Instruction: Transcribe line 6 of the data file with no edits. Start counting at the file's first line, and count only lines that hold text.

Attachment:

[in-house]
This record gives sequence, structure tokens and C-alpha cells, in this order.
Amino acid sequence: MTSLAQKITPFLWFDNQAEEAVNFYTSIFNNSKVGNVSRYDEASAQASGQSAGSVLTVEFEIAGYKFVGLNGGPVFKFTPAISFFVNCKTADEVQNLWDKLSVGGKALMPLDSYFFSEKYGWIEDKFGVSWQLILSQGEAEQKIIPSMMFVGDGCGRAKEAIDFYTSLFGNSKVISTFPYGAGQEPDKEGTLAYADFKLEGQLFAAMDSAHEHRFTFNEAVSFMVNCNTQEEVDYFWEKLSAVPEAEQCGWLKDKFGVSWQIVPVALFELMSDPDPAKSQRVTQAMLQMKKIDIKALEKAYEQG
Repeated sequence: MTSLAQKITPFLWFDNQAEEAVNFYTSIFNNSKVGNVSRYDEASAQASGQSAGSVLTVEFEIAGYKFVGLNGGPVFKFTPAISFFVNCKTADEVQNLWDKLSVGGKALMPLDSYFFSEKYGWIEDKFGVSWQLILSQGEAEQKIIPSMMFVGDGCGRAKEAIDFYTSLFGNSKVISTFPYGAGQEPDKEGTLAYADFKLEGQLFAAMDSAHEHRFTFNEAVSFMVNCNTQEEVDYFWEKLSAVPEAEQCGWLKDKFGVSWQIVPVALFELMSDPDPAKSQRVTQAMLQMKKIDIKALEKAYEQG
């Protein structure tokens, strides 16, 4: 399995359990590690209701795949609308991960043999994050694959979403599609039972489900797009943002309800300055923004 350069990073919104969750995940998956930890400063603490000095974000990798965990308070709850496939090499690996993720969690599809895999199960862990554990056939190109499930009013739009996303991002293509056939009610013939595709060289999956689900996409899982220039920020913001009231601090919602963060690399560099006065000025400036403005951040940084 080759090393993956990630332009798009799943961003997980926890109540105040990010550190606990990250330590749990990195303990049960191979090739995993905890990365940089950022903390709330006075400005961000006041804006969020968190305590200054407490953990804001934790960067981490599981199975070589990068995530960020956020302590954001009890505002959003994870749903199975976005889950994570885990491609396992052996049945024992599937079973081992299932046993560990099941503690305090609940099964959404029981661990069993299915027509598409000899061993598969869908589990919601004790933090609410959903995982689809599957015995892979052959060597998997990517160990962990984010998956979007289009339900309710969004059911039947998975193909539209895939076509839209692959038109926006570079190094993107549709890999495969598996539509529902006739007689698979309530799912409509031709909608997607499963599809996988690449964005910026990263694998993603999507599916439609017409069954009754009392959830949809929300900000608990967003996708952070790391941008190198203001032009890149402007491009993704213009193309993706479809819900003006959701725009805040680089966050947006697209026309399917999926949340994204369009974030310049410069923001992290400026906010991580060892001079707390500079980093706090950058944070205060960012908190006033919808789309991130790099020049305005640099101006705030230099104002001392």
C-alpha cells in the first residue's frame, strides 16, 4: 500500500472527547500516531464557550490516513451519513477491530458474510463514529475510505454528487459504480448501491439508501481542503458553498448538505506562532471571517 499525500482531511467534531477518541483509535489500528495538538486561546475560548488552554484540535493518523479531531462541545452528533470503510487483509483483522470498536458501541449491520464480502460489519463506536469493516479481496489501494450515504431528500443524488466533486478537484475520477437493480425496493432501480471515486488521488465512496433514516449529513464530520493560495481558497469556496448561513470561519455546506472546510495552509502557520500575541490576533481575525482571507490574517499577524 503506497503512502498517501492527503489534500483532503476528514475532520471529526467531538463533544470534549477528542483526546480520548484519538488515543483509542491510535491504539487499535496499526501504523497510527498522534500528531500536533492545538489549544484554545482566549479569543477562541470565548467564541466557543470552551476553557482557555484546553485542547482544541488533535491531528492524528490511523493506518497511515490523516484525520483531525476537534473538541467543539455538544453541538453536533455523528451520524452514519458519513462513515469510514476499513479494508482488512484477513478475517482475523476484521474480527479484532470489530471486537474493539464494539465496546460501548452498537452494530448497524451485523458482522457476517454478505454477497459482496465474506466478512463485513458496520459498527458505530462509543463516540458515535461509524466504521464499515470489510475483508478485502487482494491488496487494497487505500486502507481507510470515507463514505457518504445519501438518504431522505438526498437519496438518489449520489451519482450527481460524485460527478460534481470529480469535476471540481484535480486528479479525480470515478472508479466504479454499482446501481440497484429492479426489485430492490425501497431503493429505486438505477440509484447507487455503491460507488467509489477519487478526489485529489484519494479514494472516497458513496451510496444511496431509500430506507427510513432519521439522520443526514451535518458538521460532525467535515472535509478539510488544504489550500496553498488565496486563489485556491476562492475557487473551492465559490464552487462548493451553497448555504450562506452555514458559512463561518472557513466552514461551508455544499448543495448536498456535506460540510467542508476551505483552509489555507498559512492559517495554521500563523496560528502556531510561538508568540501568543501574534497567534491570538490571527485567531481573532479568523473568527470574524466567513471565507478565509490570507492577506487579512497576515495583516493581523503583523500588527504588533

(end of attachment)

C-alpha cells in the first residue's frame, strides 16, 4: 500500500472527547500516531464557550490516513451519513477491530458474510463514529475510505454528487459504480448501491439508501481542503458553498448538505506562532471571517 499525500482531511467534531477518541483509535489500528495538538486561546475560548488552554484540535493518523479531531462541545452528533470503510487483509483483522470498536458501541449491520464480502460489519463506536469493516479481496489501494450515504431528500443524488466533486478537484475520477437493480425496493432501480471515486488521488465512496433514516449529513464530520493560495481558497469556496448561513470561519455546506472546510495552509502557520500575541490576533481575525482571507490574517499577524 503506497503512502498517501492527503489534500483532503476528514475532520471529526467531538463533544470534549477528542483526546480520548484519538488515543483509542491510535491504539487499535496499526501504523497510527498522534500528531500536533492545538489549544484554545482566549479569543477562541470565548467564541466557543470552551476553557482557555484546553485542547482544541488533535491531528492524528490511523493506518497511515490523516484525520483531525476537534473538541467543539455538544453541538453536533455523528451520524452514519458519513462513515469510514476499513479494508482488512484477513478475517482475523476484521474480527479484532470489530471486537474493539464494539465496546460501548452498537452494530448497524451485523458482522457476517454478505454477497459482496465474506466478512463485513458496520459498527458505530462509543463516540458515535461509524466504521464499515470489510475483508478485502487482494491488496487494497487505500486502507481507510470515507463514505457518504445519501438518504431522505438526498437519496438518489449520489451519482450527481460524485460527478460534481470529480469535476471540481484535480486528479479525480470515478472508479466504479454499482446501481440497484429492479426489485430492490425501497431503493429505486438505477440509484447507487455503491460507488467509489477519487478526489485529489484519494479514494472516497458513496451510496444511496431509500430506507427510513432519521439522520443526514451535518458538521460532525467535515472535509478539510488544504489550500496553498488565496486563489485556491476562492475557487473551492465559490464552487462548493451553497448555504450562506452555514458559512463561518472557513466552514461551508455544499448543495448536498456535506460540510467542508476551505483552509489555507498559512492559517495554521500563523496560528502556531510561538508568540501568543501574534497567534491570538490571527485567531481573532479568523473568527470574524466567513471565507478565509490570507492577506487579512497576515495583516493581523503583523500588527504588533